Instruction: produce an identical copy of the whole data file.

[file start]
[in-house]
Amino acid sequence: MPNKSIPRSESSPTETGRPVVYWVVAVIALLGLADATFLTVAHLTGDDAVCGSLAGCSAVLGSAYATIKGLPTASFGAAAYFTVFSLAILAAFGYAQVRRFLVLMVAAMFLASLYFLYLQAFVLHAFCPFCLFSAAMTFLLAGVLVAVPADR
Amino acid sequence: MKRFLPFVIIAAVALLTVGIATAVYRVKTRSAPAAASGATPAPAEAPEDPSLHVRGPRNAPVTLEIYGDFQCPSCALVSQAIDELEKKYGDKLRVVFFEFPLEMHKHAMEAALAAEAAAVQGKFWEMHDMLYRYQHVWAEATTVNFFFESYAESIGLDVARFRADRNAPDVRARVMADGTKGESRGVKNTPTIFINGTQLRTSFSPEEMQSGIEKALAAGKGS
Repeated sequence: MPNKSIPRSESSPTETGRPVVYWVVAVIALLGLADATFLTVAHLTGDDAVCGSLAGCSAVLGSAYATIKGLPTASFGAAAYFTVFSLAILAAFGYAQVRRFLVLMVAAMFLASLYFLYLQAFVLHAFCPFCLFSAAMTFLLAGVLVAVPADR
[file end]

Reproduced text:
[in-house]
Amino acid sequence: MPNKSIPRSESSPTETGRPVVYWVVAVIALLGLADATFLTVAHLTGDDAVCGSLAGCSAVLGSAYATIKGLPTASFGAAAYFTVFSLAILAAFGYAQVRRFLVLMVAAMFLASLYFLYLQAFVLHAFCPFCLFSAAMTFLLAGVLVAVPADR
Amino acid sequence: MKRFLPFVIIAAVALLTVGIATAVYRVKTRSAPAAASGATPAPAEAPEDPSLHVRGPRNAPVTLEIYGDFQCPSCALVSQAIDELEKKYGDKLRVVFFEFPLEMHKHAMEAALAAEAAAVQGKFWEMHDMLYRYQHVWAEATTVNFFFESYAESIGLDVARFRADRNAPDVRARVMADGTKGESRGVKNTPTIFINGTQLRTSFSPEEMQSGIEKALAAGKGS
Repeated sequence: MPNKSIPRSESSPTETGRPVVYWVVAVIALLGLADATFLTVAHLTGDDAVCGSLAGCSAVLGSAYATIKGLPTASFGAAAYFTVFSLAILAAFGYAQVRRFLVLMVAAMFLASLYFLYLQAFVLHAFCPFCLFSAAMTFLLAGVLVAVPADR